Having more than one child adds an extra layer to the readiness issue. Many parents, like Jennifer Boyer of Hamilton, New Jersey, mom of David, 3, and Mary, 2, notice differences between older and younger siblings: "David still wants me to dress him, but Mary gets very upset if I try to help her. I'm partly responsible for this, I think, because in his first two years I did everything for David. Even when he started to get old enough, I still did many of the tasks he could have done. He won't even carry his lunch bag into school in the morning because Mary will do it for him!"

Some younger children crave being more grown-up, but others play the baby card and remain dependent on Mom longer than their older sib did. And some older children relish being the big kid, but others cling when a new baby comes along. Rothbaum says that birth order and gender may affect your little one's level of self-reliance, but it's really about the individual child. We all learn to walk, talk, and put on our socks, but each kid's distinct personality will drive him to master new skills at different times.

Getting them on board

For a child to learn to do tasks for himself, it's all about baby steps. Just as a toddler learns to construct sentences only after months of using individual words, your rookie will need for you to break down everyday tasks or even do them with him, especially at first. This'll give him a goal to strive for  -- and confidence that he can reach it. Make the chores sound doable and give a limited set of choices: Ask if he would rather clean up the crayons or put away the drawing paper. Explain that you're willing to help, too, and he'll more cheerfully comply.

Look around your house to make sure you're not setting yourself and your child up for failure. When I looked at things from Emma's perspective, I realized that her coat hook was out of reach, her dishes and cups were on a high shelf in the cupboard, and her snack foods weren't accessible in the fridge. Within minutes of moving Emma's dishes and rearranging the fridge, she was standing on her stool in the kitchen, excitedly preparing a snack for herself. (Her excitement hasn't transferred to putting her sneakers on the apparently invisible shoe rack in the hall, but we're working on it.)

Teaching skills is work, too. Call it reminding, prompting, or prodding: You may feel as if you are still doing everything for your child for a while, monitoring him until a task is done, but it's work that will pay real dividends when the reminders are no longer necessary (that day will come!).

You'll also need an extra measure of patience for the whining once the novelty of your child's new responsibilities wears off. I was ready for Emma when she moaned, "I can't put so much stuff away!" I smiled and said, "I know you can. You got it all out." I was less ready, though, the next time she complained, which was after I'd asked her to clean up toys her little sister had been playing with. "I didn't get them out!" she cried, with a great sense of injustice. I realized then that I also wanted Emma to learn to contribute work to the family home. "I didn't ask who got them out," I said. "I asked you to please put them away."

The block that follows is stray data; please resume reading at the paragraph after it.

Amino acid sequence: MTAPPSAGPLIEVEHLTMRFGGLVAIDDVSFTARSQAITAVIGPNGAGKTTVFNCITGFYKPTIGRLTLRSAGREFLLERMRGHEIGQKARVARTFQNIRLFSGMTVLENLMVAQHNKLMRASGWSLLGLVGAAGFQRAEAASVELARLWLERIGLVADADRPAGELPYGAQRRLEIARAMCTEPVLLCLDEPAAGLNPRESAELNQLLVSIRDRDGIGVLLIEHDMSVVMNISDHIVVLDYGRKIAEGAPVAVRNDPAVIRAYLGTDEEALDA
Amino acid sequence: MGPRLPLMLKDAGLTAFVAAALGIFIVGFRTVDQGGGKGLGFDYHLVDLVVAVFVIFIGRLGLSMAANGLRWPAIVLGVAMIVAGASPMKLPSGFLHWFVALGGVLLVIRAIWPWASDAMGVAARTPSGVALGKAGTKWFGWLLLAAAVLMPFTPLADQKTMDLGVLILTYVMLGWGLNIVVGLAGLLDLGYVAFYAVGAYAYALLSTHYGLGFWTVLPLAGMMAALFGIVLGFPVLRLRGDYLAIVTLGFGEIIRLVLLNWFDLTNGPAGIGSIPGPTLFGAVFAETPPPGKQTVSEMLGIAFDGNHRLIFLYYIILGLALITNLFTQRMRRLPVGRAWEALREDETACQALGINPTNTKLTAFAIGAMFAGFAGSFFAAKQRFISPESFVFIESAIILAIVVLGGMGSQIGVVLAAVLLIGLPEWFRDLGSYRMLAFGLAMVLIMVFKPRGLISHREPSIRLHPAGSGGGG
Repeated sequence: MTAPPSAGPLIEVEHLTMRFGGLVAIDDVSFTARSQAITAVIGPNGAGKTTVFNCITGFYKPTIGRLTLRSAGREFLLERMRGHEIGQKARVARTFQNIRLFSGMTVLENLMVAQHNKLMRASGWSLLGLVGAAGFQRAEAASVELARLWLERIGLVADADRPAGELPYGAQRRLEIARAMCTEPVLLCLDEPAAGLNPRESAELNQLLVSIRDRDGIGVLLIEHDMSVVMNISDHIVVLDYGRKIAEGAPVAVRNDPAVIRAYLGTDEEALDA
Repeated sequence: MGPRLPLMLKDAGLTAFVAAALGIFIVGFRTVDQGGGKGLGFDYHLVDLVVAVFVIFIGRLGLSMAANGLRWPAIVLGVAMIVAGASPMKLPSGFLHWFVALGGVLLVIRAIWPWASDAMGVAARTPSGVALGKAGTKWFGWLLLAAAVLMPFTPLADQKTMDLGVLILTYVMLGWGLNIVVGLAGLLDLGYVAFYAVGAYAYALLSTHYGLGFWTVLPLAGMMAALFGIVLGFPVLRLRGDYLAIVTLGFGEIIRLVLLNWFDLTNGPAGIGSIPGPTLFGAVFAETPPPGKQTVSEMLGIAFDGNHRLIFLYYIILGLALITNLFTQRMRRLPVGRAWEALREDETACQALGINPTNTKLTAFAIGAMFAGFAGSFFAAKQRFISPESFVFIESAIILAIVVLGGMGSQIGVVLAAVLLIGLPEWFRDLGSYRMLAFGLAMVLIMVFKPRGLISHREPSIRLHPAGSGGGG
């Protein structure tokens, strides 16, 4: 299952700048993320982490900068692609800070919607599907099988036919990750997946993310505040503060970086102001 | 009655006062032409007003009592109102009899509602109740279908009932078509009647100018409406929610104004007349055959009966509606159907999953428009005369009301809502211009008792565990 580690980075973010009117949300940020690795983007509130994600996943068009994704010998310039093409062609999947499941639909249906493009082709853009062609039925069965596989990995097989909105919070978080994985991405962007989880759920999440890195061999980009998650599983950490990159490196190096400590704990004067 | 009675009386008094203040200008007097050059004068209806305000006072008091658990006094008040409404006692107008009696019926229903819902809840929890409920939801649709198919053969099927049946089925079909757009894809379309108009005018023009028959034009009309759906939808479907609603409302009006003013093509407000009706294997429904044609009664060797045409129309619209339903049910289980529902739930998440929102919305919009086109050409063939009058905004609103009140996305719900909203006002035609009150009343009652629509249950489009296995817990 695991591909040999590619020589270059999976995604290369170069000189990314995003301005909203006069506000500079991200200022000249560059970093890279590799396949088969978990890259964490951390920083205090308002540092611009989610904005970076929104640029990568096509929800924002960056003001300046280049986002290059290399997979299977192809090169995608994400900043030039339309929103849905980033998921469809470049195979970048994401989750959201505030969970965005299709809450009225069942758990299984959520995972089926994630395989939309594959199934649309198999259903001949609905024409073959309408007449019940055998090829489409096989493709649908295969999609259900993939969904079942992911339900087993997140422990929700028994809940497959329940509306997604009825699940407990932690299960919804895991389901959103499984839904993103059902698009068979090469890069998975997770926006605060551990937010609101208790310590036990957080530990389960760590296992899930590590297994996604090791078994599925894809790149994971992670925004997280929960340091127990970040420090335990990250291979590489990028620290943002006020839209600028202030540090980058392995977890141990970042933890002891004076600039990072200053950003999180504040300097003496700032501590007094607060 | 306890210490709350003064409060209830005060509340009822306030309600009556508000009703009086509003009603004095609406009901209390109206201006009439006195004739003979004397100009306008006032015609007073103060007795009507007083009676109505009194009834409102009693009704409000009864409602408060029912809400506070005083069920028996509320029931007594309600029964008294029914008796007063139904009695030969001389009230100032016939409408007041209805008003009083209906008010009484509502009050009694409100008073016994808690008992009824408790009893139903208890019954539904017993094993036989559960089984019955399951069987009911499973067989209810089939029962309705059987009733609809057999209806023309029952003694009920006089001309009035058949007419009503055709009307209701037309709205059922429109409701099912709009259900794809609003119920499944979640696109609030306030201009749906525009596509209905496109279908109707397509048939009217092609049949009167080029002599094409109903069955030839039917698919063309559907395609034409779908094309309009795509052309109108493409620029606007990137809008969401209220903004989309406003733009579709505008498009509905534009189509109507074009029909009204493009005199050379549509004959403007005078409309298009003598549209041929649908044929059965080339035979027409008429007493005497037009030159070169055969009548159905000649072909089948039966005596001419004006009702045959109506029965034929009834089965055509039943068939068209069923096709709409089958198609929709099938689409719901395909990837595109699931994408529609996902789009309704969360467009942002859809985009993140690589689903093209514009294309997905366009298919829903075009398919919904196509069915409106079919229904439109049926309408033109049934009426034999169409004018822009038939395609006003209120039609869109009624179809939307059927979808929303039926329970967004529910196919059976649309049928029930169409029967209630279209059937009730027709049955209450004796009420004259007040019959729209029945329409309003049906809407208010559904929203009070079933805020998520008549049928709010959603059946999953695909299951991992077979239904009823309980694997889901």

Staying the course

Once you've decided which tasks are appropriate for your child to take on, whether it's clearing dirty dishes or folding clothes, stick with it. Deep down, your child will grasp the fairness of the new arrangement, leaving you free to hold your ground and impose logical consequences when she protests  -- if she doesn't dress herself, for instance, she can't go to the park.

Of course, breaking old habits will take time, for both of you. It's as big a challenge for me to leave things undone as it is for Emma to do them, maybe bigger. I cleaned a pencil mark off the pantry door one day  -- rather than hand the cloth to the culprit  -- because it was quicker. I redeemed myself the next day, though, when I found handprints on the hall mirror and handed the glass cleaner to Emma. Letting go means relinquishing control. Emma's bed may not be made to my liking anymore, but at least I'm not the one making it.

So how is it working? Does Emma retrieve her heart by herself at night? Well, no, she outfoxed me there: She switched to sleeping with her six-foot stuffed snake. She reported the other morning, though, that both her snake and her comforter had fallen on the floor during the night. When I asked, "What did you do?" she just laughed and said, "I picked them up!"

I may win this one yet.